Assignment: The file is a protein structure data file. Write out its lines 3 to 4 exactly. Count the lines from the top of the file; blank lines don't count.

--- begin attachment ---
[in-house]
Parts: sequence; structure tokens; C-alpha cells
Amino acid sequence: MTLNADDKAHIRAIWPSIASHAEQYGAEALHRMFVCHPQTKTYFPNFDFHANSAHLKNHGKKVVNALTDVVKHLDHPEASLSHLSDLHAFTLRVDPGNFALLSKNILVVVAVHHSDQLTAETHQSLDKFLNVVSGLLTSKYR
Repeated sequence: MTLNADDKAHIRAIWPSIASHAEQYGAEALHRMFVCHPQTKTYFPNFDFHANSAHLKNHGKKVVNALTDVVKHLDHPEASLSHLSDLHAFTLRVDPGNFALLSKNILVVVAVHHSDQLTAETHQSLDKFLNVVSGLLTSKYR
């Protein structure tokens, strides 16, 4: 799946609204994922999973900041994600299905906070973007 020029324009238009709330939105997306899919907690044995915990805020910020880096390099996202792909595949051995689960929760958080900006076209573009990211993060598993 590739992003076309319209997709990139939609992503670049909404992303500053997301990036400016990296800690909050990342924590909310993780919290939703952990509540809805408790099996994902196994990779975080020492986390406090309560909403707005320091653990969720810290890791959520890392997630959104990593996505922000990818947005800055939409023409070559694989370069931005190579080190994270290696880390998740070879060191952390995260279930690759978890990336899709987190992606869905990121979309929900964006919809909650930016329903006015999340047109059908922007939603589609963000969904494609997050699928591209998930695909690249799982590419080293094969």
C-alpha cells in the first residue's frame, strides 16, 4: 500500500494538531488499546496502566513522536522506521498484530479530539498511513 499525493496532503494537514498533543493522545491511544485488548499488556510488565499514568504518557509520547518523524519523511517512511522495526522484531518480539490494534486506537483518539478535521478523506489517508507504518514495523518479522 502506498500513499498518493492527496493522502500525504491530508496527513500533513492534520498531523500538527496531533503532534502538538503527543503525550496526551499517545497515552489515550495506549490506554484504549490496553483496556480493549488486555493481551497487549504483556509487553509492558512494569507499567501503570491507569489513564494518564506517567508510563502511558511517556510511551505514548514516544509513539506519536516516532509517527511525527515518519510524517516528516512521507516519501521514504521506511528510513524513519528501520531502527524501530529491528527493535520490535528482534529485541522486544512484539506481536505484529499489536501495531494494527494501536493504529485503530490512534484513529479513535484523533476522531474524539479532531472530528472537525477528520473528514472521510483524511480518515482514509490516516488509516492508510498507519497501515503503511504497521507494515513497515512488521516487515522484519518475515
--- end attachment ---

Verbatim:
Amino acid sequence: MTLNADDKAHIRAIWPSIASHAEQYGAEALHRMFVCHPQTKTYFPNFDFHANSAHLKNHGKKVVNALTDVVKHLDHPEASLSHLSDLHAFTLRVDPGNFALLSKNILVVVAVHHSDQLTAETHQSLDKFLNVVSGLLTSKYR
Repeated sequence: MTLNADDKAHIRAIWPSIASHAEQYGAEALHRMFVCHPQTKTYFPNFDFHANSAHLKNHGKKVVNALTDVVKHLDHPEASLSHLSDLHAFTLRVDPGNFALLSKNILVVVAVHHSDQLTAETHQSLDKFLNVVSGLLTSKYR